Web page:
So let’s, for just a moment, be fair to the Government.

Yes, the Government has managed more in six months than all previous governments. Yes, the previous Government did nothing about the over-allocation of the Murray-Darling (which is “allocated to hell”, according to Kevin Rudd, channelling the Duke again). And yes the new package of measures is a welcome step forward. The Government appears to have finally understood some of the urgency with which everyone else regards the issue.

The initiatives announced last night are in effect a speed-up of current processes. The Murray-Darling Basin Commission will complete an audit of both private and public storages — the information that everyone has complained has been missing from the debate so far. The audit will be reviewed by one of the big auditing firms.

The purchasing of water will be sped up, particularly in Queensland and South Australia with extra money available in Queensland, and the roll-out of water-saving infrastructure will be accelerated, including a pipeline from Tailem Bend to the Lower Lakes area to end the community’s reliance on the Lakes themselves for water.

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These initiatives are unlikely to get to the Coorong the amount of water necessary, but it’s a start.

The most significant new elements of the initiatives are commitments to offer a premium to entire communities willing to move out of irrigation, offering the opportunity for potentially significant water rights purchases. Amy Hankinson from the Inland Rivers Network says there are communities that would be interested in such a shift if assistance is available to help the transition to non-irrigation based production.

The Government also committed to co-funding the purchase of properties as well as water rights in the northern basin, potentially tapping into existing storages that could be used immediately for environmental flows.

Co-funded, that is, with state governments.

Hmmm. Therein lies the problem. State governments aren’t merely the ones who f-cked the Murray-Darling in the first place, they continue to do everything in their power to resist the Commonwealth’s attempts to bring a system-wide perspective to its management. The idea of them signing up to spend money purchasing properties with the Commonwealth looks improbable at best.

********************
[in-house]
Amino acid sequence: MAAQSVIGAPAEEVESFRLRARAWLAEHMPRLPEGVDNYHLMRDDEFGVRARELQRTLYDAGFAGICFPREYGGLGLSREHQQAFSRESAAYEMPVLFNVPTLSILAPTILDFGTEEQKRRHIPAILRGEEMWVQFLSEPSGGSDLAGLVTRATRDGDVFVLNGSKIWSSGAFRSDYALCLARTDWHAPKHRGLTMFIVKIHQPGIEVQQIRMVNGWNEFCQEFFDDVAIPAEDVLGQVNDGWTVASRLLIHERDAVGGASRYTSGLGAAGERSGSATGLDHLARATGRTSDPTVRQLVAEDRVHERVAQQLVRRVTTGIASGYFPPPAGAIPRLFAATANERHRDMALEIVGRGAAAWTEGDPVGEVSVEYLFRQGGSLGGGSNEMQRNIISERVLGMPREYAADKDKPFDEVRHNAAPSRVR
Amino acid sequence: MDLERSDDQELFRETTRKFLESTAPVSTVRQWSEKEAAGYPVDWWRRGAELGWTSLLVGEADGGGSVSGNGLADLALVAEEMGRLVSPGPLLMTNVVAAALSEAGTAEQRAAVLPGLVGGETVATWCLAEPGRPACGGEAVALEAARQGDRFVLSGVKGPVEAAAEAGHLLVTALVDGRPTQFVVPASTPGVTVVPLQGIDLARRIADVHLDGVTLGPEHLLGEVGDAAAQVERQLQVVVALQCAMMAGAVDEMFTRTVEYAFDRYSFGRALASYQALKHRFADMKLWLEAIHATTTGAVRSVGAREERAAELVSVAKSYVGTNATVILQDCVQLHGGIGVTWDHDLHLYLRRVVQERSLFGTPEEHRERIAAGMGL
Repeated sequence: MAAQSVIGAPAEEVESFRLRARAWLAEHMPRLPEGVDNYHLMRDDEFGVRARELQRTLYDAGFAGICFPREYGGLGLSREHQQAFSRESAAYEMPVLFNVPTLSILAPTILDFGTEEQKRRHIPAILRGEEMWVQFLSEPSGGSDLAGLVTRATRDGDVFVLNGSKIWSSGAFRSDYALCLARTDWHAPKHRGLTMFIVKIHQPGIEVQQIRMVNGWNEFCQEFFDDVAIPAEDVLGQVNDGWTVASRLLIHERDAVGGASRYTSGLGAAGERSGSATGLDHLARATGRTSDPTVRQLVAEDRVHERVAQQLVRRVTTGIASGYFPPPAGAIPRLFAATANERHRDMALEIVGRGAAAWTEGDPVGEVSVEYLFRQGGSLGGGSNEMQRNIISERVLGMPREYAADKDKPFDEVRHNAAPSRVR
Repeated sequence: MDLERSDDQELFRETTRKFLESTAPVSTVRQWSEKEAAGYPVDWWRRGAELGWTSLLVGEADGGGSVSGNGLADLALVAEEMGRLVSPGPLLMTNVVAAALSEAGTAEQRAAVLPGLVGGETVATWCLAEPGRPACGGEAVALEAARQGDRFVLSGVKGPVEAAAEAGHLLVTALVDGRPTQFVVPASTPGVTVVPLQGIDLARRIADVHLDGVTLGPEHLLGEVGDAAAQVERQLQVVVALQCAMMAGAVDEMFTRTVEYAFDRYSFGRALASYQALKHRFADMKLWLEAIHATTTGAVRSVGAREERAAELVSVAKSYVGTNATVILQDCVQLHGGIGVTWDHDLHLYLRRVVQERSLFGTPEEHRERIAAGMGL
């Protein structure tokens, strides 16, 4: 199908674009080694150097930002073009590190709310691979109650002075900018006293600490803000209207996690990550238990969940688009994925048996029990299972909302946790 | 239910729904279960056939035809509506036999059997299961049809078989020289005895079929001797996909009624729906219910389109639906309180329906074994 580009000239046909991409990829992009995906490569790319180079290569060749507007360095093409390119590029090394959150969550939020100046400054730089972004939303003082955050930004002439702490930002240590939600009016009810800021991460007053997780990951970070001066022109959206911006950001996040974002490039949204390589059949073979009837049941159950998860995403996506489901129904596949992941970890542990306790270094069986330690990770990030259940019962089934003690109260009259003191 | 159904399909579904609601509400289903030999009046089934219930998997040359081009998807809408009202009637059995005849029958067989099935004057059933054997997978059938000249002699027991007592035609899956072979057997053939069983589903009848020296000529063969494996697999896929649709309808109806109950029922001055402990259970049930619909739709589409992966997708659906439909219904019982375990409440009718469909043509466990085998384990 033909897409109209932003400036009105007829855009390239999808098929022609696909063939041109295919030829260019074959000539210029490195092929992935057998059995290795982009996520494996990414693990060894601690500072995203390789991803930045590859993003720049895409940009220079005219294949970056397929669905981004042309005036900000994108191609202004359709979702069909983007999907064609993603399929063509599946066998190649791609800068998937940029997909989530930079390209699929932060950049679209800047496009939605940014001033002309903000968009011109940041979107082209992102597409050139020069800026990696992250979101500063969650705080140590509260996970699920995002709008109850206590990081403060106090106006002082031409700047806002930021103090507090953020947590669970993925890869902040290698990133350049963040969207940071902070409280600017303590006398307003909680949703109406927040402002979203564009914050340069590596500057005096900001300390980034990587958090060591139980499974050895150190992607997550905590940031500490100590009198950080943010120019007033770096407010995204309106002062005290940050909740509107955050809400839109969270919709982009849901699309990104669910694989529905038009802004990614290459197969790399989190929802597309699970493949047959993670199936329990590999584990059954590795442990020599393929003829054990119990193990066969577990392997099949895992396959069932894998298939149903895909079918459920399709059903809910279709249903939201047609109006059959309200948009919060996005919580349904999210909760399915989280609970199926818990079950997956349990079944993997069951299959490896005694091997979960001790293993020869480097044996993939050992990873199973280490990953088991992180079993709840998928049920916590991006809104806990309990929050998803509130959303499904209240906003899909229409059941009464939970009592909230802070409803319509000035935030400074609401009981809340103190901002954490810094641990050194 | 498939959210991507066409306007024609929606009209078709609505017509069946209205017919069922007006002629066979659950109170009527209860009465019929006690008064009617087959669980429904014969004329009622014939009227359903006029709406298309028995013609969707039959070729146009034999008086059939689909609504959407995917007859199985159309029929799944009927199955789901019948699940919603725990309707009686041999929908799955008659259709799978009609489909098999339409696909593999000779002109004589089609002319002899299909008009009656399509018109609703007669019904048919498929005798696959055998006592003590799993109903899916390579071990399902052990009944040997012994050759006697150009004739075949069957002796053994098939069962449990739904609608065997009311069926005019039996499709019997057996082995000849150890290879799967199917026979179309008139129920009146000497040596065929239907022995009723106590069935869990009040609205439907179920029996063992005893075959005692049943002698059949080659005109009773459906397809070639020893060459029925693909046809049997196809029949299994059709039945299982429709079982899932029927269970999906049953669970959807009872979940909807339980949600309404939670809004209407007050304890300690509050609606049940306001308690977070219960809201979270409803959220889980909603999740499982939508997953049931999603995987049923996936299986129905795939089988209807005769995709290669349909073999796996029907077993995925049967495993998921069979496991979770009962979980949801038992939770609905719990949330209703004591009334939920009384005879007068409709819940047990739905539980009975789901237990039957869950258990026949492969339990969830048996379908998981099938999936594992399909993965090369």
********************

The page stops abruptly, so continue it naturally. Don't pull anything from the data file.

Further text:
Still, it’s not a bad idea. The first property they should look at buying is Cubbie Station. It would, sadly, reward the owners who have exploited the Queensland Government’s profligate approach to water management and ripped off countless downstream farmers and irrigators, but that’s the unfortunate reality we’re stuck with. (Images of Cubbie Station below. Notice the width of the drain channel compared to the Darling)

However, the package of measures does nothing to address the structural impediment posed by state governments to managing the Murray-Darling sustainably. Asa Wahlquist in The Australian has a spray today at the Queensland Government but it’s the Victorian Government, and its iniquitous adherence to its anti-competitive 4% water trading restriction, that is most responsible for this crisis, particularly as water from Victoria has much less distance to travel than water purchased up north. Let’s be clear about this: John Brumby’s 4% restriction — an anti-competitive mechanism designed to artificially lift water price for owners — is preventing purchases right now that could be sending water down to South Australia.

In response, Cabinet declared that “the Commonwealth will actively pursue the implementation of water reform initiatives necessary to ensure the lifting of the 4 per cent limit on water and the application of that limit on a consistent basis as soon as possible.” Mere words, which don’t get us anywhere closer than the notorious COAG “ambition” to lift the restriction to a whopping 6% earlier this year.

The Government is also still refusing to come at compulsory acquisition or loans of water rights. Nor has it expressed interest in determining whether the NSW Government is gaming circumstances around the Menindee Lakes.

Of equal concern is the performance of the Murray-Darling Basin Commission so far. It doesn’t say much for the body that is supposed to be shortly transformed into a new entity to manage the whole Basin sustainably. The Commission has been bureaucratic, cautious and feeble in handling the emerging crisis in the lower Murray — perfectly demonstrating the point Ross Gittins regularly makes about how the lack of “proprietary rights” in environmental issues prevents policy makers in a market economy from dealing adequately with problems.

Instead, it has taken a growing sense of outrage among South Australians — fuelled by a strong perception that other states are ripping off their water — to force the Government to look harder for solutions.

However, as Greens senator Rachel Siewert told us, the state government water allocation plans remain in place; the dominant role of the states in the management of the system remains in place, and the 4% trading restriction is still blocking water purchases. The structural causes of the problem are there, and unless they’re addressed we’ll be facing the same crisis, in the Coorong or somewhere else, in another year or two.